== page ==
The U.S. Department Of Education just released a report titled “Impact in Place: A Progress Report on the Department of Education’s Place-Based Strategy.”

Except for an incomprehensible and fairly useless section on the use of data, it’s actually a fairly decent report on how schools can connect with local neighborhoods and community groups to better serve students.

Unfortunately, apart from the Adminstration’s laudable, though limited, effort to replicate Harlem Children Zones (I hope, though, without some of its shortcomings), it seems that its primary vehicle to push this place-based agenda is the new District Race To The Top applications. Districts will receive some kind of preferences in their applications if they include a plan to incorporate a great community connection.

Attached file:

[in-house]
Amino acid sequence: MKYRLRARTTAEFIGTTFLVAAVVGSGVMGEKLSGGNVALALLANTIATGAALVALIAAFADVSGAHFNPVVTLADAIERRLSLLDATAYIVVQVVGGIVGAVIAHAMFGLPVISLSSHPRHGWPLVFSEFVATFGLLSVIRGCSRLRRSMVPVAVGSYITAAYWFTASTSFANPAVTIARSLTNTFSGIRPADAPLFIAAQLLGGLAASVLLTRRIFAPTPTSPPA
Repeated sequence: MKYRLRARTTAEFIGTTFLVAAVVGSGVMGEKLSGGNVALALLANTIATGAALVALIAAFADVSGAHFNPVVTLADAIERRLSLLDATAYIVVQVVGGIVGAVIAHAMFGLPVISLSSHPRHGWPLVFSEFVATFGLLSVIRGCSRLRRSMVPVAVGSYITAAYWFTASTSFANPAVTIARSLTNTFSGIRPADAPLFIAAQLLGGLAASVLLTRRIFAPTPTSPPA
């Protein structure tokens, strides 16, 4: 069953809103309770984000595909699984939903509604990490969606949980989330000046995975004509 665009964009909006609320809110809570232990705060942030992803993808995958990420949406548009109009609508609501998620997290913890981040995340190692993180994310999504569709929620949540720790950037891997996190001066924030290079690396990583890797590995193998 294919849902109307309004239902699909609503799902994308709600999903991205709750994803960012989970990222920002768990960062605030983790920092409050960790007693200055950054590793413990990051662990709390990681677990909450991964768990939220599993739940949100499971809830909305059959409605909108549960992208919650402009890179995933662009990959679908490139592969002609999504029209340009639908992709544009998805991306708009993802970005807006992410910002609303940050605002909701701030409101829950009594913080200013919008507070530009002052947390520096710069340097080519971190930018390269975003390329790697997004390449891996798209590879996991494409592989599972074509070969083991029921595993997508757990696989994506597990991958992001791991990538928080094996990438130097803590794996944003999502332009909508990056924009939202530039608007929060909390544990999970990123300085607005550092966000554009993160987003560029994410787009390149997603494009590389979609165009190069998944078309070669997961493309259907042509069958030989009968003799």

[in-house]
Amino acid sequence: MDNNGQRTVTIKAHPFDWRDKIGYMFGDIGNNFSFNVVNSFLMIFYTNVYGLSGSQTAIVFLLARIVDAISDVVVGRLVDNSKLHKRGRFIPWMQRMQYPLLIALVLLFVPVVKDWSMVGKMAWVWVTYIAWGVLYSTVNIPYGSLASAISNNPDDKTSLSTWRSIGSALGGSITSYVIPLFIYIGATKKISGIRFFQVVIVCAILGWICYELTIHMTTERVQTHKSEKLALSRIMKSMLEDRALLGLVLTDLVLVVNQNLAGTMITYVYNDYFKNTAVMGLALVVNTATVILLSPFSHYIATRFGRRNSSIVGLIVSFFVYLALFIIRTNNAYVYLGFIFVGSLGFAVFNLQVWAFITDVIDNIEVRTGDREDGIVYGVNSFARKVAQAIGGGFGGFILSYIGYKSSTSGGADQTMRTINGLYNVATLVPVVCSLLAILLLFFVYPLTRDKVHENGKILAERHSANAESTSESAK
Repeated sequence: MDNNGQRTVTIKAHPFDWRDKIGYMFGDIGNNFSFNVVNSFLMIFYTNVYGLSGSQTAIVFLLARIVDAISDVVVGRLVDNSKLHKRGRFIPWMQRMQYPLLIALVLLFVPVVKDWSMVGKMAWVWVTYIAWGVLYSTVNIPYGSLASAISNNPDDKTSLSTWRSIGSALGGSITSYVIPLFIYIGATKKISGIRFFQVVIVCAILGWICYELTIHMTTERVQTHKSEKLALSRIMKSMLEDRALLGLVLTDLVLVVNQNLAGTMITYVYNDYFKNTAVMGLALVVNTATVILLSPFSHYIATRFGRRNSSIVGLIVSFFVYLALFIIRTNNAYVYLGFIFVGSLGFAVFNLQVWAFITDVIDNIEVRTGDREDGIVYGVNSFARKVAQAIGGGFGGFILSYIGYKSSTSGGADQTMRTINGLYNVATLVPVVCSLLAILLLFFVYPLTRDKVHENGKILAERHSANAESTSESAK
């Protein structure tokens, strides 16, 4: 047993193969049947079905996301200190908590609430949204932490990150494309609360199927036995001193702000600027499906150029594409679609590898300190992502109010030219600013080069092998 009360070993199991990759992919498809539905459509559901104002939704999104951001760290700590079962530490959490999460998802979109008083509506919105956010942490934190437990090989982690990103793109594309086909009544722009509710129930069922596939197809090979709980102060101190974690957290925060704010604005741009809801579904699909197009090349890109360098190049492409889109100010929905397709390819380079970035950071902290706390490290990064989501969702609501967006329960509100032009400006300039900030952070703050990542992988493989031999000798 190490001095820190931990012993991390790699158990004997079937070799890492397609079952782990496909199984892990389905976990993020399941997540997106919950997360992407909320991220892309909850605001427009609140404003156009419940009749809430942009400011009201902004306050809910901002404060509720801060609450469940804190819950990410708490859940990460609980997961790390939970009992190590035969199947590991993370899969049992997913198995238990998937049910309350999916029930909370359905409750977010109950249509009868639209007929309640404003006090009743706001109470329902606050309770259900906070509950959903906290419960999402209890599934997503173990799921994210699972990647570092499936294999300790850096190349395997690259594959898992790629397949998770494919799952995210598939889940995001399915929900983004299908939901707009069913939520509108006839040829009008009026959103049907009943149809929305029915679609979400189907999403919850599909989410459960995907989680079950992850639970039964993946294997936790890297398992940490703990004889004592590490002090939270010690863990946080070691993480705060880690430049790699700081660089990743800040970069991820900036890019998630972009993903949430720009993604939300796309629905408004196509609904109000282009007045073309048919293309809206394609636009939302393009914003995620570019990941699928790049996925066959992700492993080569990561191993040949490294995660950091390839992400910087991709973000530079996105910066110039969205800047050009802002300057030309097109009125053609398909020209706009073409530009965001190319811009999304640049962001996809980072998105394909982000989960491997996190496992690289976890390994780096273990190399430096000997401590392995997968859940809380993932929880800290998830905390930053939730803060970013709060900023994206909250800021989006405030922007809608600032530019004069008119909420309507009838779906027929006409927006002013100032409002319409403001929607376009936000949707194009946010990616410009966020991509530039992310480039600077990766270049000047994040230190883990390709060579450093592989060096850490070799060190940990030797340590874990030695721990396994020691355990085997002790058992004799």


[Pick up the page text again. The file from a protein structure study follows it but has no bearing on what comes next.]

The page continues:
That’s what I call putting lipstick on a pig.

The rules still require creating a teacher evaluation process that includes standardized test scores.

At least it still seems to place weight on getting a teacher local endorsement and, from what I can see, no Race To The Top application has been funded that has not received one.

I wouldn’t hold your breath about many Districts, if any, from California getting one of those…